Why SPEAK is an Important Book
Amid the controversy that SPEAK by Laurie Halse Anderson is “soft pornography,” as deemed by Wesley Scroggins, an associate professor at Missouri State, who requested that SPEAK be removed from the Missouri public school system, I picked up a copy of the book at Powell’s Books in Portland, Oregon, while I was on vacation in Portland. I read most of the book on my flight home and towards the end, I gripped my husband’s hand as tears fell.
SPEAK is an important book. As a woman who unfortunately knows two friends who were victims of sexual assault, my heart broke as I read SPEAK, because I know that is what my friends went through and countless other women. This book gives girls/women the voice that they so desperately need. I felt helpless when I heard my friends’ stories. Helpless and angry and sad. SPEAK is a book that needs to be read in schools, discussed, and shared with young women everywhere.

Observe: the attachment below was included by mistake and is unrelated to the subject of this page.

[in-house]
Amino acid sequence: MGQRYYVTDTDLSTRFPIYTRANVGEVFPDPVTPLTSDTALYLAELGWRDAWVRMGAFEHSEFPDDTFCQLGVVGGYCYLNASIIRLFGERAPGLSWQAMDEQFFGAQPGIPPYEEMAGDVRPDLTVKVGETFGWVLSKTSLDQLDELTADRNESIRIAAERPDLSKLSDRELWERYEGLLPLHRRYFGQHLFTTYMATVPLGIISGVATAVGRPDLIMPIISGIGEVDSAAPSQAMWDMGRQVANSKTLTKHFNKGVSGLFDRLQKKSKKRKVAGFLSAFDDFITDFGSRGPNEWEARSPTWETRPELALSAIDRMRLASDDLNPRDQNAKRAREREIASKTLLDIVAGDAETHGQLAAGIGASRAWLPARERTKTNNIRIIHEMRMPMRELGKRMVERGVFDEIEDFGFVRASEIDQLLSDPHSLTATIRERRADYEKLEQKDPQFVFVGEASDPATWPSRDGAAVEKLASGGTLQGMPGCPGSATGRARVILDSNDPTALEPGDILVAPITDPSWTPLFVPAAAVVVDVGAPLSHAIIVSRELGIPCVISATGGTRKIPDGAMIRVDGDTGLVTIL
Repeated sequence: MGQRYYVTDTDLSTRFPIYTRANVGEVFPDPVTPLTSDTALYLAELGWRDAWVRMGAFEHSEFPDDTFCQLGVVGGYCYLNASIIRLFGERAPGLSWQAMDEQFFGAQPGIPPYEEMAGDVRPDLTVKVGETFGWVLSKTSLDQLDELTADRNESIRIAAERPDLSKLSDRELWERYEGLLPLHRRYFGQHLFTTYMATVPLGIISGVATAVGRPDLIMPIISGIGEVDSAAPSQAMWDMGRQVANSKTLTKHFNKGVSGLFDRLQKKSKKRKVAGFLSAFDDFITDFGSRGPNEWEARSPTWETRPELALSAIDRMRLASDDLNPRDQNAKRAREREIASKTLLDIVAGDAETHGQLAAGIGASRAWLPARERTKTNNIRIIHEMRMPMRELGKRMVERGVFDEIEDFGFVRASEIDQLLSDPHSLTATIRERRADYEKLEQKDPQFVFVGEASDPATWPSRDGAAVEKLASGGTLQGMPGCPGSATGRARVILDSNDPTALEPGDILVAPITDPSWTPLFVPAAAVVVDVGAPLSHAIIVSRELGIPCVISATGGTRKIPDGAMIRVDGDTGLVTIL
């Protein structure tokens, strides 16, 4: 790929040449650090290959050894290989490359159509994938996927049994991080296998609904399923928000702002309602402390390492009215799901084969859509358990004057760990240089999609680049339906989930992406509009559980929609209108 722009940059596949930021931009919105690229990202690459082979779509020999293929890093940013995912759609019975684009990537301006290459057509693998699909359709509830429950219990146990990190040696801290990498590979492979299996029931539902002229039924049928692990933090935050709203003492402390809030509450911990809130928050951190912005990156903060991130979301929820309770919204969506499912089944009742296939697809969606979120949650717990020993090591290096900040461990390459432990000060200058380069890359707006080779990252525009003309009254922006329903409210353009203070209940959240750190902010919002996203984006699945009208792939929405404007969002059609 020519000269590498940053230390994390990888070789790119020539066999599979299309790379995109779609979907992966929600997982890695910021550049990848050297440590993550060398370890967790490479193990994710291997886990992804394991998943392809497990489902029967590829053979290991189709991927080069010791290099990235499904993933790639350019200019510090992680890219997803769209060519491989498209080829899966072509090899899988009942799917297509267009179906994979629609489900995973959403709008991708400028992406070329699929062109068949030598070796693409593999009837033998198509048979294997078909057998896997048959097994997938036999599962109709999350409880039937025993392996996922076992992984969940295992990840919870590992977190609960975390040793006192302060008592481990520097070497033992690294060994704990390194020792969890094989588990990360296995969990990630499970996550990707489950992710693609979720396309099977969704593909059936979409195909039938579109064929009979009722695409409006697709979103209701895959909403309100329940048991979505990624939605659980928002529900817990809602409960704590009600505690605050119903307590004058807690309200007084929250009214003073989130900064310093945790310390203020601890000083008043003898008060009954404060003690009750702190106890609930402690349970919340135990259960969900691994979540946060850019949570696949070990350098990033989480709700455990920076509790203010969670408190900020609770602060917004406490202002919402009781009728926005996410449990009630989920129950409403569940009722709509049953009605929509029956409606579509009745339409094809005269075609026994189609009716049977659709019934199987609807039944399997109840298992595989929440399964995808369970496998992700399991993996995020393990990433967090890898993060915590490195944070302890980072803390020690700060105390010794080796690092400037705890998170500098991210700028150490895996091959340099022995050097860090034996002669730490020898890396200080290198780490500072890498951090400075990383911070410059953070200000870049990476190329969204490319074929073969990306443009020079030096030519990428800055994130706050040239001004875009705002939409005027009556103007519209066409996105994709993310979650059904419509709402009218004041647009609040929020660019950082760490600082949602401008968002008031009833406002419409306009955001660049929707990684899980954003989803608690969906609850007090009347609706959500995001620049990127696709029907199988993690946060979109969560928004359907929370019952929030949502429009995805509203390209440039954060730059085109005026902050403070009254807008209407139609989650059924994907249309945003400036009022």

To suggest that anything in SPEAK is “soft pornography,” is extremely insensitive and just plain wrong. I doubt any woman who has ever been sexually assaulted ever associates the experience with porn. Secondly, if you object to your child reading this book in school, go to the school and discuss it with the teacher. Banning this book and pulling it out of the hands of young readers is downright dangerous. So many girls blame themselves for what happened or are told that it wasn’t really rape if you knew the guy. Banning SPEAK from schools shuts out so many young girls and boys from learning about sexual assault.
Instead of being attacked, Laurie Halse Anderson should be commended for her beautiful, hauntingly real, and important book. Her portrayal of Melinda is so honest. She deserves all the support she has received from countless teachers, readers, and fellow authors who have now mobilized on Twitter under the hashtag #SpeakLoudly.
Thank you Laurie Halse Anderson for having written such an important book that inspires young women to have a voice when they think they don’t.